They were the Bands that Defined Your Generation

Crows gone heavyOr so claimed the television advertisement. A catchy line for sure, spoken over top of some random stage shots of a band I didn’t recognize to a tune I certainly couldn’t recall.

“Who is it?” my mind darts, dashing, desperate to know who these bands are that defined my generation. The announcer continued…

“For one amazing night only…Maroon 5…” a pause while a piece of some song’s chorus plays, “and Counting Crows.”

I began to laugh inside, that trademark laugh, two parts sarcasm, one part cynicism, sprinkled with a little disgust and served with a heavy side of disappointment.

So these are the guys that defined my generation, eh? Though I can’t be sure if they’re talking about my generation or the one after, as Maroon 5 is a relatively new band considering that the Counting Crows have been around since the early 90s. But to be honest, both of these bands are horrible, right?

I mean, I was madly in love with the Counting Crows. Their first record, August and Everything After, is one of the best records of all time in my opinion, and the second and third (the third being a compilation of their first two from live performances where the songs were all played with new arrangements and wonderfully better) records were great as well. The lead singer quit the band because of the disillusionment of being a rockstar, instead choosing to work as a bartender until he decided to get back into music making.

Except that he forgot how to make music, and every record since then has been mediocre and more so with each release. And then you have “Accidentally in Love”, from the Shrek soundtrack, which is easily the sing-songiest piece of pointless pop in existence. Maybe that was a little harsh.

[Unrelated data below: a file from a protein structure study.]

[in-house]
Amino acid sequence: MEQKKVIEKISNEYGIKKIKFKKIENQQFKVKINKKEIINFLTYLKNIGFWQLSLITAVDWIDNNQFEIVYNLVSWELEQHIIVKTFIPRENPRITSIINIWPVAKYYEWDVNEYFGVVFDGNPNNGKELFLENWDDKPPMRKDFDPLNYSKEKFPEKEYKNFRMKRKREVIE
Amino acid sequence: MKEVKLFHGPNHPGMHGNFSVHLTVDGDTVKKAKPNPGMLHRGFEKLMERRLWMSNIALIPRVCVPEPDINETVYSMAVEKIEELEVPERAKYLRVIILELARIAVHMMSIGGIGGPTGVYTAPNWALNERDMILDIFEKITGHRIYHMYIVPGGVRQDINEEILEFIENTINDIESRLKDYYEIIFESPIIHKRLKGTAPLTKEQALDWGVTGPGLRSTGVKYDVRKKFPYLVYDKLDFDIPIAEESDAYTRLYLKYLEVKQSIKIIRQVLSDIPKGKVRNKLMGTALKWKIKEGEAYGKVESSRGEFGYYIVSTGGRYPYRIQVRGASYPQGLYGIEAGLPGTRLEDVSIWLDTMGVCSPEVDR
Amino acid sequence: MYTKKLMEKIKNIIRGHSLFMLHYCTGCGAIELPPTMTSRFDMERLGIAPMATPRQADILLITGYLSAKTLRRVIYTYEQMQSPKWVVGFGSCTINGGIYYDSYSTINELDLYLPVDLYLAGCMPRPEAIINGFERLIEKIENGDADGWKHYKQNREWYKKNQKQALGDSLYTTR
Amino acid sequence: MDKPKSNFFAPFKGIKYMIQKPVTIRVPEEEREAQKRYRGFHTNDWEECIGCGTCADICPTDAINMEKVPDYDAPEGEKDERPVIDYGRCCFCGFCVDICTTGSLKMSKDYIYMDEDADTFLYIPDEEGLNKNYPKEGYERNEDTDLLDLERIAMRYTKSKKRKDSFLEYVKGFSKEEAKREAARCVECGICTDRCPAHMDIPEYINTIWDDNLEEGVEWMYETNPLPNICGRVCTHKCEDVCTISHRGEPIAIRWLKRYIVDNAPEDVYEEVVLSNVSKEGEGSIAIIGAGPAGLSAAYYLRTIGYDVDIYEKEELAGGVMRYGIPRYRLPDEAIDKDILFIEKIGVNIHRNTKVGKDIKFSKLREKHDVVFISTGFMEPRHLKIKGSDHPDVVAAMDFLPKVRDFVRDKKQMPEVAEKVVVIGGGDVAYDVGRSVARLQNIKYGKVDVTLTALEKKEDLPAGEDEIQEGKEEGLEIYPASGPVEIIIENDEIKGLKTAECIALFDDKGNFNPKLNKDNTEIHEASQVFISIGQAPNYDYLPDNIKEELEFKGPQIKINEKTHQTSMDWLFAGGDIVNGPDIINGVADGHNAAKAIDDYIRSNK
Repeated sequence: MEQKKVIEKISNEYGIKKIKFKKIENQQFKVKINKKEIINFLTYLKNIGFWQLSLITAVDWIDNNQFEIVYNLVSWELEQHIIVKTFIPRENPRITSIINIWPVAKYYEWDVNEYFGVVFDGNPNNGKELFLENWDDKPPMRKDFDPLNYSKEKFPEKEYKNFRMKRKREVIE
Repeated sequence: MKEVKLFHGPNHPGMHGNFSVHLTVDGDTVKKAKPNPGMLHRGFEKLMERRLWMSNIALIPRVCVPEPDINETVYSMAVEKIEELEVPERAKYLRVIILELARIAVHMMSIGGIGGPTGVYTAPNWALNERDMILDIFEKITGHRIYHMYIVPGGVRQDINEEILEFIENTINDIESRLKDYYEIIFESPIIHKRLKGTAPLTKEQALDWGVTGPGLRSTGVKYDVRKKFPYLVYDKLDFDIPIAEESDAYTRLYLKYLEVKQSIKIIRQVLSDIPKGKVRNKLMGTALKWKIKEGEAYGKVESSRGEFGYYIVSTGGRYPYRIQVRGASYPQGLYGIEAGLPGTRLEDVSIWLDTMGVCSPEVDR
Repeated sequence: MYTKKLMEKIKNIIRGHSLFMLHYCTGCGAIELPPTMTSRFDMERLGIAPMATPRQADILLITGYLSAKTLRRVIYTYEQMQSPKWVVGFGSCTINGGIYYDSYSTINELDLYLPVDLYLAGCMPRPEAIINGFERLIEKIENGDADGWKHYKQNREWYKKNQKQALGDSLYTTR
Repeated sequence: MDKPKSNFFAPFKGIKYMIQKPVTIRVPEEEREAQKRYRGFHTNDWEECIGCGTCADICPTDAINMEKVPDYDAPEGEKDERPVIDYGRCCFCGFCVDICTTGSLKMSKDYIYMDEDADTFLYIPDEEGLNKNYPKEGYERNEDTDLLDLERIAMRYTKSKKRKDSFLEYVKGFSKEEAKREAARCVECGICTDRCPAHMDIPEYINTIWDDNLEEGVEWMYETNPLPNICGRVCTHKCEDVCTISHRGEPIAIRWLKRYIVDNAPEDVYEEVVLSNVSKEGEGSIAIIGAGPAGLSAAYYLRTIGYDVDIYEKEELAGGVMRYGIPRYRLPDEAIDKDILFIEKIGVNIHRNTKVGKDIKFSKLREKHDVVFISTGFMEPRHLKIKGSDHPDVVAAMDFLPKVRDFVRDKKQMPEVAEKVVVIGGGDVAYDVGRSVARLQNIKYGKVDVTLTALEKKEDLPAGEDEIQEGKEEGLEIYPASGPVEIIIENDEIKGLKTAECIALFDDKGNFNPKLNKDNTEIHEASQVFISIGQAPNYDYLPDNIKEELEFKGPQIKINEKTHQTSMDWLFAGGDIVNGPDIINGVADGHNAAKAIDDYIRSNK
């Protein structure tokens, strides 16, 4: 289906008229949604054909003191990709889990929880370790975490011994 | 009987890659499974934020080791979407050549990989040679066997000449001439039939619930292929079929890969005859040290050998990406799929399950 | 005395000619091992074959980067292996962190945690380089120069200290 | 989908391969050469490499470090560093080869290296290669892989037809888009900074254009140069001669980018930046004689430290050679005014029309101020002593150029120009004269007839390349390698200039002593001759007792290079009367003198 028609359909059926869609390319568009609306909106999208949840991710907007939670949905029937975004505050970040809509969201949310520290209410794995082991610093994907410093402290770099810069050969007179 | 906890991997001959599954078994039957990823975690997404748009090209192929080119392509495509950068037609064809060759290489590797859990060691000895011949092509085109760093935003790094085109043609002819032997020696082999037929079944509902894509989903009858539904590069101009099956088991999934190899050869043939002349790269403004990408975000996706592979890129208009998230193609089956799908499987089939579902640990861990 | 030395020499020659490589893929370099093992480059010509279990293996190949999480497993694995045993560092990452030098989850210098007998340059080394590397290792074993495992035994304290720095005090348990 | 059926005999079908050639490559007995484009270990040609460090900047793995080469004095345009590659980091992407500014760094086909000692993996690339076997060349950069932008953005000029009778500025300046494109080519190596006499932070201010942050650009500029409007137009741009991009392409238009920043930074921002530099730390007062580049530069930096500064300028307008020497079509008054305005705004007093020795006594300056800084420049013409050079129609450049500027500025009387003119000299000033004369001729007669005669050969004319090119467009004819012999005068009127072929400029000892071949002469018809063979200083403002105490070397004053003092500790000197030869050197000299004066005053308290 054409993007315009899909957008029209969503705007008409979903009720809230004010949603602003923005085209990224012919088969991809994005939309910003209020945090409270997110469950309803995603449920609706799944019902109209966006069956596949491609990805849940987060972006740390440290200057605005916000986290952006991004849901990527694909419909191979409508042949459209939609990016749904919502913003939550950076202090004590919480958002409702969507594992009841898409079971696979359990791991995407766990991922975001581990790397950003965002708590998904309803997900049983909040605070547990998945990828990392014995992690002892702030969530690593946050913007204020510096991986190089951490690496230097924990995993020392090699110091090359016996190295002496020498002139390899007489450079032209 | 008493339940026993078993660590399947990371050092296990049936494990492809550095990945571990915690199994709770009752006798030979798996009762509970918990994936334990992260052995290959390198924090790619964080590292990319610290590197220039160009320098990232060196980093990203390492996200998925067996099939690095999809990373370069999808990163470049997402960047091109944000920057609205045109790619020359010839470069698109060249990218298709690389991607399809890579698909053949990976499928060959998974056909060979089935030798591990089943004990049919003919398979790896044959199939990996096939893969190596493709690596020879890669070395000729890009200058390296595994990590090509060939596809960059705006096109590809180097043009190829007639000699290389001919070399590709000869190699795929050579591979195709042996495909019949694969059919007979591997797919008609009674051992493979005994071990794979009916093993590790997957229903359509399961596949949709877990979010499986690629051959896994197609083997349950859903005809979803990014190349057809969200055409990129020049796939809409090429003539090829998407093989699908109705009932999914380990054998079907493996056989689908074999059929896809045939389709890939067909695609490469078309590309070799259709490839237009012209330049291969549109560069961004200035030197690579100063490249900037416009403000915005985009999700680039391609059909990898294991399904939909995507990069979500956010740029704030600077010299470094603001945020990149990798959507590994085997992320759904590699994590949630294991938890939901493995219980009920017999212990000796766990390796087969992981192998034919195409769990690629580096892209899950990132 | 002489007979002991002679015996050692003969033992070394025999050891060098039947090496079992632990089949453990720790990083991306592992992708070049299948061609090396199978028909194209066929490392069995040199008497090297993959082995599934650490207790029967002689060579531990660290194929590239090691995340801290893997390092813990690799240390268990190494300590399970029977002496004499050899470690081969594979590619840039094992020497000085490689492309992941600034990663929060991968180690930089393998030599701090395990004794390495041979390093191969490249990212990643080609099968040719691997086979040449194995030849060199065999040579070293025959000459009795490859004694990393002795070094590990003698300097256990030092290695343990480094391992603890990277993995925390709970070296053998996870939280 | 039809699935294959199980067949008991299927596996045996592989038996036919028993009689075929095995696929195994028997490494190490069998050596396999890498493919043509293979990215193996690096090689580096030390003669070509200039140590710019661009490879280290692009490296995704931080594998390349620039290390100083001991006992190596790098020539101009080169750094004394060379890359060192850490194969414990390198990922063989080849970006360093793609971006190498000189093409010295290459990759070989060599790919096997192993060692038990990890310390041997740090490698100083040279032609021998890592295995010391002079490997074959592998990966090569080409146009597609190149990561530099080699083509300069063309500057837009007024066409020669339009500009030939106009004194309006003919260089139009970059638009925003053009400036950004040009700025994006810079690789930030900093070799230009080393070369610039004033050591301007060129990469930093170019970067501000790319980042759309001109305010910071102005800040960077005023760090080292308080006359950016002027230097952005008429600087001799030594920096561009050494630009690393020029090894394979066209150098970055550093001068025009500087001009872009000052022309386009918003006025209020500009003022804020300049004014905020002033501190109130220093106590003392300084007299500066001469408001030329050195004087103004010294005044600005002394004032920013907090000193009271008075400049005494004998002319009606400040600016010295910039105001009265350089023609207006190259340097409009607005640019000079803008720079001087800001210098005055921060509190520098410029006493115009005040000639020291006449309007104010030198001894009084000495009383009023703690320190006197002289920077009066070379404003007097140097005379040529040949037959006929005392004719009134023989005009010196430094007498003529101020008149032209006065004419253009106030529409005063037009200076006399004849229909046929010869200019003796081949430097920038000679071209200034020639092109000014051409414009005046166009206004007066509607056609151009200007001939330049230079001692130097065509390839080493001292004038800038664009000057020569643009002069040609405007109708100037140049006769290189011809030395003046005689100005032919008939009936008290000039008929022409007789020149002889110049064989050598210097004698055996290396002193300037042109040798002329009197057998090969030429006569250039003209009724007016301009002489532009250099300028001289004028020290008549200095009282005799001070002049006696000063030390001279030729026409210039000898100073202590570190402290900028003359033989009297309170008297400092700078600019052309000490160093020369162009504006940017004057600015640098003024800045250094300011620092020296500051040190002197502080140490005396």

Also, right after deciding that he would come back to music, that somehow he could live with the shoe-goo that the music industry is, the Counting Crows began showing up in Coke ads…

But even with all of that reality facing us, can we not, as 20 – 30 somethings, realize that our generation should not sit back idly while the media defines us, what our music is, what our fashion sense was like?

Surely Nirvana or Pearl Jam or even Limp Bizkit would be more akin to “defining our generation” than these guys. But sure enough, when our children look back on the cliches of what is meant to be alive between 1990 – 2010 as a young and up-and-coming, they won’t think dirty bootleg jeans or Iron & Wine, they’ll have been told by big company Internet archives (personal blogs won’t exist by then, and the Internet will only be about 150 sites, all owned by Google, Amazon and Fox) that living in our day was all about Maroon 5, feeling good while drinking Pepsi, and that we all dressed like American Eagle meets American Outfitter ads.

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